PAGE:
Winter is coming: That ominous theme pervades HBO's medieval fantasy series Game of Thrones. Winter is when the usurpers invade. It is a season of privation and suffering, when faith and loyalty are tested. Nobody knows when winter will arrive or how long it will last, but everyone knows it will be miserable.

Like the Sword of Damocles, winter also hangs over the Phillies. The thread holding it has weakened with each troubling addition to the disabled list. Barbarians from Atlanta, Washington, Miami, and New York have girded for war to break the team's hold on the division crown. The miscues of pressing regulars, utility players, and call-ups from the minors have cost games. The losses pile up.

The phaithful grow phickle, as evidenced by the plethora of empty seats at home games. On some nights, the Phanatic seems hard-pressed to find a dance partner.

Ask anyone with arthritis or achy joints — say, second baseman Chase Utley — and he'll tell you that winter comes on viciously and suddenly, causing bum shoulders, sore backs, and torn Achilles tendons even among players in their prime. It rears its ugly head in the form of failed drug tests. Winter announces that the surgery to be named later is Tommy John. Even the heat and humidity of summer can't ease the pain of winter.

Meanwhile, the pockets of the Phillies' owners have been mined to the depth where the cash flow freezes. To sign ace Cole Hamels, if it's still possible, would require a restructuring, including the jettisoning of some popular players.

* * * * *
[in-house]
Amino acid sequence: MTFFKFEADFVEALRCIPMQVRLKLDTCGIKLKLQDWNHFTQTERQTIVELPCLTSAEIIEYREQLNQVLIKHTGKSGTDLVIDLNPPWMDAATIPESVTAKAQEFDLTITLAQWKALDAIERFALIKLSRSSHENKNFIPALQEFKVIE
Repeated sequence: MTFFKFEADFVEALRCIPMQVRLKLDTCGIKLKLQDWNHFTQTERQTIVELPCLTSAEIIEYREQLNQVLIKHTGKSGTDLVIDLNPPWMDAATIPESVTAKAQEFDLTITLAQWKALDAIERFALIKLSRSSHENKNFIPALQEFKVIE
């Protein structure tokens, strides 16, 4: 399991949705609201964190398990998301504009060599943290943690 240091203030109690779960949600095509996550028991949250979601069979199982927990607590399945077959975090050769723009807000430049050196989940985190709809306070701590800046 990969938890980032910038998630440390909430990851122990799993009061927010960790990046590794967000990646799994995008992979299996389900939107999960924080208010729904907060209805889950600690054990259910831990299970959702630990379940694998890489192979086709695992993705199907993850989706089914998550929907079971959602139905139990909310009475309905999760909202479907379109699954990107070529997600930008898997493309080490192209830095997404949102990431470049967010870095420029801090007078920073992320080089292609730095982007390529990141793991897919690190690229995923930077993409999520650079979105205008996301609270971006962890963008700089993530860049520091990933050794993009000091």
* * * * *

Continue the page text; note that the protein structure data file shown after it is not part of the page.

How will we remember the successful summer campaigns that included a World Series championship and five consecutive division titles? With fondness, I hope.

I remember watching the Phillies teams of the late 1980s and early '90s; no amount of Yuengling, dollar dogs, and crab fries could make them enjoyable. Winning eased those memories of misery.

You would think we would get used to losing, considering it took 97 years for the Phillies to win their first World Series. And the legion of zealot spellers (E-A-G-L-E-S) hasn't had a sip of championship champagne in more than 50 years — not since back when Vince Lombardi was just a coach, not the name of the trophy that continues to elude them. This is the epitome of winter.

Still, with these Phillies, there was a feeling that another victory parade was possible — probable, even, just after the 2008 season. The fans channeled Oliver Twist, imploring, "Please, sir, I want some more."

At this point, a sixth consecutive division crown seems unlikely due to injuries and formidable foes. The Phillies would have to win two of three in each remaining series to mark another Red October.

But teams have coughed up big leads before, from the 1964 Phold to the 2007 Mets, whose choke propelled this core group of Phillies into their first postseason.

So maybe they're not quite finished. But the frigid winds are swirling around Citizens Bank Park. We should enjoy the last days of these boys of summer, because winter is coming, and it could be another 97 years before the sunshine returns.

Paul F. Bradley lives in Bucks County. He can be reached at